Our environment, both natural and built, greatly impacts our health.

The Gallatin City-County Health Department’s Environmental Health Services (EHS) works to protect our community from risk factors in the environments in which we live, work, eat and play.

Meet some of our newest local environmental health workers:

Megan Hazen – Program Assistant

What do you do?

I do many different things! A large part of my job is assisting people with submitting applications (for septic permits or establishment licenses). I also schedule exams, send out Air Quality reports, make sure the county cars get their oil changed, help people find old septic permits (which can be detective work), proofread every establishment license before mailing it out, and more! There are lots of moving pieces involved in the administrative side of Environmental Health, and the admin team is responsible for knowing the offices’ many processes and being able to clearly communicate those processes with the public.

Why does your work matter?

My work as a program assistant is important to the overall flow of the office – the admin team does a lot of behind-the-scenes work that is vital to the functioning of EHS programs. The work of our office as a whole is important to protecting public health, e.g. keeping people healthy by inspecting restaurants and keeping the land and water healthy by making sure wastewater treatment systems are adequately designed and sized.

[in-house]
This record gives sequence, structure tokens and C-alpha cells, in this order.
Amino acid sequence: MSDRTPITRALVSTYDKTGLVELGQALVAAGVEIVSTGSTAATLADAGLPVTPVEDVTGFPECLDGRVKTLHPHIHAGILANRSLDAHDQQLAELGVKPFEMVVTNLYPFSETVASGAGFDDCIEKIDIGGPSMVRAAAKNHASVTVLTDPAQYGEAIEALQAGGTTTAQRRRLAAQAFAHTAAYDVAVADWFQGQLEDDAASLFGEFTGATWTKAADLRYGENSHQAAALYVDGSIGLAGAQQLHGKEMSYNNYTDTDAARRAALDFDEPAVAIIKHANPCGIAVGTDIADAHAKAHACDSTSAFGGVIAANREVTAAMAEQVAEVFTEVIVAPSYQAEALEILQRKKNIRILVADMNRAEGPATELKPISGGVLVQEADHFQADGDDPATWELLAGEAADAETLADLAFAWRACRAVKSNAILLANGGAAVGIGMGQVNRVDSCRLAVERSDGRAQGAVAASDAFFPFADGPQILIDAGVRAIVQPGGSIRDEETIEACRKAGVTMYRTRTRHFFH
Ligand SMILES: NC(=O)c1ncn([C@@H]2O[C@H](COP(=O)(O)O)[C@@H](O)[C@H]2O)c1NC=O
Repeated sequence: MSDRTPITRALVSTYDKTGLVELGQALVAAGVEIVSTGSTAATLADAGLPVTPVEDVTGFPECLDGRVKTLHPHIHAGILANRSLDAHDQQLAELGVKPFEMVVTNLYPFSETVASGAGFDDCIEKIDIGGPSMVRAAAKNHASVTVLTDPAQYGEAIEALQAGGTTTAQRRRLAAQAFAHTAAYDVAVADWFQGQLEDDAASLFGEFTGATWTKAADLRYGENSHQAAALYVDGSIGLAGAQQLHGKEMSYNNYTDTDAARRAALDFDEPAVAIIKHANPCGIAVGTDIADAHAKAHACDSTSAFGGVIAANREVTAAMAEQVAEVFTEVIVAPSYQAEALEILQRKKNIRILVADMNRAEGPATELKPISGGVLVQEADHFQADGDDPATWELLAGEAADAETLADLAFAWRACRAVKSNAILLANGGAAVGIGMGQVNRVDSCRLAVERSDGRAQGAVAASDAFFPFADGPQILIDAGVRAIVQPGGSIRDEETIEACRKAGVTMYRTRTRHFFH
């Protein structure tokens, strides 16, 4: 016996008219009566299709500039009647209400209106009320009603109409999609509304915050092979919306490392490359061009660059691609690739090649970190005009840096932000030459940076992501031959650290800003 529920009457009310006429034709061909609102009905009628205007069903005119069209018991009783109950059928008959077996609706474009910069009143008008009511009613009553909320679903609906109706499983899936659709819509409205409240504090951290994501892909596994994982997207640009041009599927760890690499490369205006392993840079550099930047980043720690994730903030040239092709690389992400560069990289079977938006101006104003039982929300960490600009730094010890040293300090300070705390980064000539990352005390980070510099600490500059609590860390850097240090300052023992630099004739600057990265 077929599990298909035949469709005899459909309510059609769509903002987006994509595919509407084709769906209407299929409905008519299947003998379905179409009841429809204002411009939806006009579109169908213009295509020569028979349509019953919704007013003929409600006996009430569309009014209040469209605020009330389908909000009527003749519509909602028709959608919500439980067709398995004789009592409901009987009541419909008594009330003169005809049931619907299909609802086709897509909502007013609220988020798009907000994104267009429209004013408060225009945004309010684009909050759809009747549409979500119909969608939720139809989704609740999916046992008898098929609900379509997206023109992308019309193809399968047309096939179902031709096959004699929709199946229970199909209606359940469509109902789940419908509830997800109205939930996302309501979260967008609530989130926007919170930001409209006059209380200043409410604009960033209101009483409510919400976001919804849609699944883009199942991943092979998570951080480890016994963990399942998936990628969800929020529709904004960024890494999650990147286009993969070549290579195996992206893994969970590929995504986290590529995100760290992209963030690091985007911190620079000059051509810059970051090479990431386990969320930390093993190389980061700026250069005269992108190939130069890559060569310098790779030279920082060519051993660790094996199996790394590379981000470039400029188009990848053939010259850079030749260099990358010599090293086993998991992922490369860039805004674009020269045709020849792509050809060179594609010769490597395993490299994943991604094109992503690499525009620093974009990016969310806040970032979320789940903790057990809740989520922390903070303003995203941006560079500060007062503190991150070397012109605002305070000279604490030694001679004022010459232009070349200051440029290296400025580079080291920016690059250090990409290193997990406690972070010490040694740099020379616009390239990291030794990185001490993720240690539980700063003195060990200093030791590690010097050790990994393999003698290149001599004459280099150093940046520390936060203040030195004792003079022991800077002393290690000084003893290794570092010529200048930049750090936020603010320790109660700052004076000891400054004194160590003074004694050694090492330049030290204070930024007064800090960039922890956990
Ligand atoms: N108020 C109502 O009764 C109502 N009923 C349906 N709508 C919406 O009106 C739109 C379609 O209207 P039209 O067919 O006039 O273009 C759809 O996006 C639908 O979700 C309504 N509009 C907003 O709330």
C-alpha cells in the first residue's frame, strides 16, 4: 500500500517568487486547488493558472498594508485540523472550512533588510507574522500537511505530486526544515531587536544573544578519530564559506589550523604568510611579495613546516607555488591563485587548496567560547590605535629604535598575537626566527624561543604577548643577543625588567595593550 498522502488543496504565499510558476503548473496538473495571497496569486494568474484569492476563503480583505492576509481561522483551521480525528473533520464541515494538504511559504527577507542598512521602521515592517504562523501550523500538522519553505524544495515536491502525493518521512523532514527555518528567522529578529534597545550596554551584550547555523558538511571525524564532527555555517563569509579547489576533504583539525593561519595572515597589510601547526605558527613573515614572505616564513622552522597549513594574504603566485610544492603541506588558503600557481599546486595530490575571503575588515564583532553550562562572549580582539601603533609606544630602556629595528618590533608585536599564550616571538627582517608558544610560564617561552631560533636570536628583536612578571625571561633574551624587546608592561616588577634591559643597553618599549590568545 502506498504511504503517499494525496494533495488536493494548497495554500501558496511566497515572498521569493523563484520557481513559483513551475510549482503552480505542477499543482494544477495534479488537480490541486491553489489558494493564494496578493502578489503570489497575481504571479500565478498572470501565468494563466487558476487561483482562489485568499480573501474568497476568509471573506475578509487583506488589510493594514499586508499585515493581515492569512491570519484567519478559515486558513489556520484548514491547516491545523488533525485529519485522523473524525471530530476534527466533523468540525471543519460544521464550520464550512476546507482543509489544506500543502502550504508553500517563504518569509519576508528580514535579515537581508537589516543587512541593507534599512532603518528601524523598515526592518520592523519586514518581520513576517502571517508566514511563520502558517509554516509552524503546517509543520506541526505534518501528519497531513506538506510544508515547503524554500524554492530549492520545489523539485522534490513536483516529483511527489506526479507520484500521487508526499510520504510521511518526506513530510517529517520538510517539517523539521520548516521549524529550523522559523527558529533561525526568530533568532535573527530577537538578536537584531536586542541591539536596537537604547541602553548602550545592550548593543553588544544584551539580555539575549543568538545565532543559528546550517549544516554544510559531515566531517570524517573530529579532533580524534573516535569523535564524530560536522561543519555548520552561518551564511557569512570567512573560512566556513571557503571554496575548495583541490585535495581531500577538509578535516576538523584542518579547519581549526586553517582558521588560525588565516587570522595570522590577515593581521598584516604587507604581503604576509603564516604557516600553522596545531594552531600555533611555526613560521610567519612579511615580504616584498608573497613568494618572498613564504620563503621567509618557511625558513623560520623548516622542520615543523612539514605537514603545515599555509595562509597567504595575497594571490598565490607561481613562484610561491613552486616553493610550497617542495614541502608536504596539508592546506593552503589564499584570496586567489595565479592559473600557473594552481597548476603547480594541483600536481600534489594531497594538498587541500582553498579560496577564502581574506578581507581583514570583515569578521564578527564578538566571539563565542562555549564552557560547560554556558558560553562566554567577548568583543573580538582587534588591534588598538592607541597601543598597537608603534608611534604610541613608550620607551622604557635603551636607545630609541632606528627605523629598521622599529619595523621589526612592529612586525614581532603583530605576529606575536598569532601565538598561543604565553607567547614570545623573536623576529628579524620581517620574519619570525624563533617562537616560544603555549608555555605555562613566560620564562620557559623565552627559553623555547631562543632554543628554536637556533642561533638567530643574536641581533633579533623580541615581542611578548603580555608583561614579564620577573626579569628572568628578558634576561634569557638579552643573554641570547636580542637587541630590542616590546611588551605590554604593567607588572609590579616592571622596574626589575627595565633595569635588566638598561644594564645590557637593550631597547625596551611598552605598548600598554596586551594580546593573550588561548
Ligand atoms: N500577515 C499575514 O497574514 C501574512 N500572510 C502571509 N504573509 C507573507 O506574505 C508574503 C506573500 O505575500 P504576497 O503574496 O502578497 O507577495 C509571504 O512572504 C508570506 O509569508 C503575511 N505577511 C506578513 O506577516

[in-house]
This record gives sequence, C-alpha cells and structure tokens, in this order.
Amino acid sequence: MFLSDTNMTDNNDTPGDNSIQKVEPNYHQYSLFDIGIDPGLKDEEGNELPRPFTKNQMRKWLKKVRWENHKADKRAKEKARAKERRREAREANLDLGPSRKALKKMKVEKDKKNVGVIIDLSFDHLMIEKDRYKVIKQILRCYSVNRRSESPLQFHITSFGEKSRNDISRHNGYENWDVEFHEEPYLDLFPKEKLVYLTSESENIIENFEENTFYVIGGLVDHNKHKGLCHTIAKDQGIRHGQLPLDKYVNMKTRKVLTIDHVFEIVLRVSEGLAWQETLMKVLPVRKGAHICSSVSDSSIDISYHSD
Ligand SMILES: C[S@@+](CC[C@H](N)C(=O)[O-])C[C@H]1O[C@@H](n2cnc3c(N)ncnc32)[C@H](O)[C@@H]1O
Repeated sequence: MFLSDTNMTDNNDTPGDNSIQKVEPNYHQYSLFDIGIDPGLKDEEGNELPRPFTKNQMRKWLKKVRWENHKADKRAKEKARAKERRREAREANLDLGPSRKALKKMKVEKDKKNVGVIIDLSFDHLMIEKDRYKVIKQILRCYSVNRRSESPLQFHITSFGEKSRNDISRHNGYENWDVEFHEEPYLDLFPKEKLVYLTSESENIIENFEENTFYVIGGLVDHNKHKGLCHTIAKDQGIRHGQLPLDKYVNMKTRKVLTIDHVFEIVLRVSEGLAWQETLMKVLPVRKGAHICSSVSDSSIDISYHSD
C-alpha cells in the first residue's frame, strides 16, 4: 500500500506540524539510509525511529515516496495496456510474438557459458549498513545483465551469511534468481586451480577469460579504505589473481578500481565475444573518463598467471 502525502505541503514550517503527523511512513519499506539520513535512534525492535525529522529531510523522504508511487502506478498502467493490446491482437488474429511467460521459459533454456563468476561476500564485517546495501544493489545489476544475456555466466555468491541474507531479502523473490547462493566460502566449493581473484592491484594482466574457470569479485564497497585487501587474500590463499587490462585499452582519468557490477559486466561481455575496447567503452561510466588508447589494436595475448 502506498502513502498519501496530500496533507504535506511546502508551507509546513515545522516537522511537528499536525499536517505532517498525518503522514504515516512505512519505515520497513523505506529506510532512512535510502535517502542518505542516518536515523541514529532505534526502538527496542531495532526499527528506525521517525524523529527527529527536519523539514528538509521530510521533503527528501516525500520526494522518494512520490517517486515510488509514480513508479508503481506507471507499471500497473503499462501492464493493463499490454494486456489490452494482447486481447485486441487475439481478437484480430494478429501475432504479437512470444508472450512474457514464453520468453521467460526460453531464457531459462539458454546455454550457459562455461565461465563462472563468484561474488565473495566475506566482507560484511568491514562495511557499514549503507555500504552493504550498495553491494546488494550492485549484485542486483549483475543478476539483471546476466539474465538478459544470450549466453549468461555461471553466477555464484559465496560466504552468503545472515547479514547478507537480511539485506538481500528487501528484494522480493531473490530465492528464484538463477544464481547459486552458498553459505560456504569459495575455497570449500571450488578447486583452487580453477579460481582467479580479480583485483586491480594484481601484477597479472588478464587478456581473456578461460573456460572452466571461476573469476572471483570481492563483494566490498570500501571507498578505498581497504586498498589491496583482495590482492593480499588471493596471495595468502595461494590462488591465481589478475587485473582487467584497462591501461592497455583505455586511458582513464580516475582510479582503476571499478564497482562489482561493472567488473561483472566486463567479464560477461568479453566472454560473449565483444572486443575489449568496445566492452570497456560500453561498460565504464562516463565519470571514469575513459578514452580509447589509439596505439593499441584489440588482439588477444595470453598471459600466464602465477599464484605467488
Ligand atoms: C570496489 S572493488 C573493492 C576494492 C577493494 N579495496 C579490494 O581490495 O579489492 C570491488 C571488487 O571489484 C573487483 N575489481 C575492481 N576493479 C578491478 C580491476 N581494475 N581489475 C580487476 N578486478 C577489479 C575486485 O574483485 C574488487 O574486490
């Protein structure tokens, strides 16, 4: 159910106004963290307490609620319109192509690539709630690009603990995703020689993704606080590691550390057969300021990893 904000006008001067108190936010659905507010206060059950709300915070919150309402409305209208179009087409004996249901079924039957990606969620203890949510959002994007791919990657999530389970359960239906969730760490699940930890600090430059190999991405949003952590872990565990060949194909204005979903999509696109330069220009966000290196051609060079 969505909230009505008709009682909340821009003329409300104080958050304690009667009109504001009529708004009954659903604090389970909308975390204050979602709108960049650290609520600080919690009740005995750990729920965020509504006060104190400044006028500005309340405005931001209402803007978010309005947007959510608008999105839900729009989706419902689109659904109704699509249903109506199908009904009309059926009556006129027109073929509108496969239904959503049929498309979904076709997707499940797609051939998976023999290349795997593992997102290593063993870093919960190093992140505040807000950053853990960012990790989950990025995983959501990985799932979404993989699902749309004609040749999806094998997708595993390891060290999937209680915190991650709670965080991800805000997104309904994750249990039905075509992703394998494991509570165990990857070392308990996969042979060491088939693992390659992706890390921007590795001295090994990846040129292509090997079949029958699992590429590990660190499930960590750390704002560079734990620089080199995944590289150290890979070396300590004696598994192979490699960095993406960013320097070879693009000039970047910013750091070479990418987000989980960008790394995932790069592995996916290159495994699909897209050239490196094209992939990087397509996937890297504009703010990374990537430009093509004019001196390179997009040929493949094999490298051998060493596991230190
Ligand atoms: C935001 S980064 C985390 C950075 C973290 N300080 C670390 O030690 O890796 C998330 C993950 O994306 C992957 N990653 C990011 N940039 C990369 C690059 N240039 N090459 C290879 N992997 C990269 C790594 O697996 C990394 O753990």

Why did you choose to work in this position? What were you doing before?

I chose to apply for this position because the role of EHS in our community is really important and I wanted to be a part of that work! Plus, the position itself seemed like a good fit for me with my previous work experience. Before I started in EHS, I had just finished a season of trail work as a crew member in Montana Conservation Corps. Before that, I worked at MSU in the financial aid office for a little less than a year, and before that I did a year with AmeriCorps as a VISTA at the Community Mediation Center here in Bozeman.

What do you think is the biggest environmental health challenge in Gallatin County?

Well, a big challenge for our office is just keeping up with the growth happening in Gallatin County.

What do you like most about your work?

There’s always something to do and it doesn’t get boring. I answer the main phone line and sometimes we get pretty interesting phone calls. My co-workers are the best!

Environmental health-related fun fact: the average life-span of a septic system is 30 years.